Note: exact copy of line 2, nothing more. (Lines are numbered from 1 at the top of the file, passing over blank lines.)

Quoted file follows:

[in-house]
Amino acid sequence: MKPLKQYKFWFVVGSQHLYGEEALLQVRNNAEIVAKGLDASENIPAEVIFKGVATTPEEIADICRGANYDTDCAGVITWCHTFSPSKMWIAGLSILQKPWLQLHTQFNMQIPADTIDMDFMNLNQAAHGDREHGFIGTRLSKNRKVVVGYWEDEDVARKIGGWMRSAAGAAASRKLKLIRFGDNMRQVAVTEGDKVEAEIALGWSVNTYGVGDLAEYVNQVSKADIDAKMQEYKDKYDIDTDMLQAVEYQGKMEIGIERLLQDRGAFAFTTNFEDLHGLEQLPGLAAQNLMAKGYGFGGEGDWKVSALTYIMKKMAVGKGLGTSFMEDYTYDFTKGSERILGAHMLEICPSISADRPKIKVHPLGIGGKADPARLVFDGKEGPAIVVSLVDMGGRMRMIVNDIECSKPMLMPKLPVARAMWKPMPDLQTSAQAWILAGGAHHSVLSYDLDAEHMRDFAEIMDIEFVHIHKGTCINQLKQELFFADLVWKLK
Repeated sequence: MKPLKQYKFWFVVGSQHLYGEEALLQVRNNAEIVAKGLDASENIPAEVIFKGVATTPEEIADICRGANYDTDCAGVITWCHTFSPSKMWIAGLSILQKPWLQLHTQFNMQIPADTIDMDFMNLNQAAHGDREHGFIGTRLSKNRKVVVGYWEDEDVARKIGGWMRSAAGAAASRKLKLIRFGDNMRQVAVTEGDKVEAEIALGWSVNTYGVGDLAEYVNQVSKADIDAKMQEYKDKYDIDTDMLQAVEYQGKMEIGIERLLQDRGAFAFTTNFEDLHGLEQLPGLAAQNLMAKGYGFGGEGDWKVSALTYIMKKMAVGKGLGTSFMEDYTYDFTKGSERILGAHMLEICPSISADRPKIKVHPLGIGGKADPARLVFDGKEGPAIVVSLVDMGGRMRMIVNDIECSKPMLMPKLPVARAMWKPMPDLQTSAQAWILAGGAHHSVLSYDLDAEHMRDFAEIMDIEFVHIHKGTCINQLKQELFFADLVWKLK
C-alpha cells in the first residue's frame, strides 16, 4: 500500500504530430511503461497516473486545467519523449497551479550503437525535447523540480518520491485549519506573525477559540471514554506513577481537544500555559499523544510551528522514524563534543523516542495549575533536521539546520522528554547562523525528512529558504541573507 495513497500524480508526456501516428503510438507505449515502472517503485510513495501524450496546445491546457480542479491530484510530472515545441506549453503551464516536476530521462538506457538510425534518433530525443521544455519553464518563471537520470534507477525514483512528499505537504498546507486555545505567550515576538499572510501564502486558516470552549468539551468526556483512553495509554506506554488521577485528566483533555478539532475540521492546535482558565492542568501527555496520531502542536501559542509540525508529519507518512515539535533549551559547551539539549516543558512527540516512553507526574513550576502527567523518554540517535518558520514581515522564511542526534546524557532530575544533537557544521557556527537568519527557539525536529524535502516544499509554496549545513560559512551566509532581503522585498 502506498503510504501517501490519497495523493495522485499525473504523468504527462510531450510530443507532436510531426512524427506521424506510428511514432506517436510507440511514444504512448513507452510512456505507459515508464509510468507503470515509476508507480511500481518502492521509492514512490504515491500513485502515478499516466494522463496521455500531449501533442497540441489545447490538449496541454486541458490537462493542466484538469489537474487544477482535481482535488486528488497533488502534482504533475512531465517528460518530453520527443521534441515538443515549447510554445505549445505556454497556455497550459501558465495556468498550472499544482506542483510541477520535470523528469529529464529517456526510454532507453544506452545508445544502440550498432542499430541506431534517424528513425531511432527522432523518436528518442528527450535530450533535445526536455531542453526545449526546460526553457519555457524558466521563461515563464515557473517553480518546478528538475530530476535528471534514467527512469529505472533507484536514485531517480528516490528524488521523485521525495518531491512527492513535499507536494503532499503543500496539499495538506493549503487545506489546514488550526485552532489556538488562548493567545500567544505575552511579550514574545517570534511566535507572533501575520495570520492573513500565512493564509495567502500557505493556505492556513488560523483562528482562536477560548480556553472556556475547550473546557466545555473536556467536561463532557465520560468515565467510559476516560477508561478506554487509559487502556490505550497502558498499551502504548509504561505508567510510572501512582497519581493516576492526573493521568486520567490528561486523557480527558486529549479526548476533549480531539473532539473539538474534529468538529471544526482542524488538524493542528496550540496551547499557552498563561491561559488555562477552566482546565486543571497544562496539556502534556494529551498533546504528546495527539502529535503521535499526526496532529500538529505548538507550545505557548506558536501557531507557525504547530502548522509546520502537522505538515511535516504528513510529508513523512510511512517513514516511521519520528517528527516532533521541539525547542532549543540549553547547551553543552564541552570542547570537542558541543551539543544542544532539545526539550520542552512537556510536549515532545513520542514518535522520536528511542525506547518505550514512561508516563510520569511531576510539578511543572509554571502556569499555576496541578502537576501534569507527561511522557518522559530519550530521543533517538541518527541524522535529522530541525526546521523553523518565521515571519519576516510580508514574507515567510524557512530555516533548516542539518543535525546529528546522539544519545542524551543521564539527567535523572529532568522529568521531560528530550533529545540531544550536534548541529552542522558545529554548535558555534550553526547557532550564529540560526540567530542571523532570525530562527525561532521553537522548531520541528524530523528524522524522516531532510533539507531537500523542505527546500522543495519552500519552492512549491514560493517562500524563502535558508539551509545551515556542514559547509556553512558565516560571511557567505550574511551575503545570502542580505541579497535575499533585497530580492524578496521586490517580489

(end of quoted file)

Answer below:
Amino acid sequence: MKPLKQYKFWFVVGSQHLYGEEALLQVRNNAEIVAKGLDASENIPAEVIFKGVATTPEEIADICRGANYDTDCAGVITWCHTFSPSKMWIAGLSILQKPWLQLHTQFNMQIPADTIDMDFMNLNQAAHGDREHGFIGTRLSKNRKVVVGYWEDEDVARKIGGWMRSAAGAAASRKLKLIRFGDNMRQVAVTEGDKVEAEIALGWSVNTYGVGDLAEYVNQVSKADIDAKMQEYKDKYDIDTDMLQAVEYQGKMEIGIERLLQDRGAFAFTTNFEDLHGLEQLPGLAAQNLMAKGYGFGGEGDWKVSALTYIMKKMAVGKGLGTSFMEDYTYDFTKGSERILGAHMLEICPSISADRPKIKVHPLGIGGKADPARLVFDGKEGPAIVVSLVDMGGRMRMIVNDIECSKPMLMPKLPVARAMWKPMPDLQTSAQAWILAGGAHHSVLSYDLDAEHMRDFAEIMDIEFVHIHKGTCINQLKQELFFADLVWKLK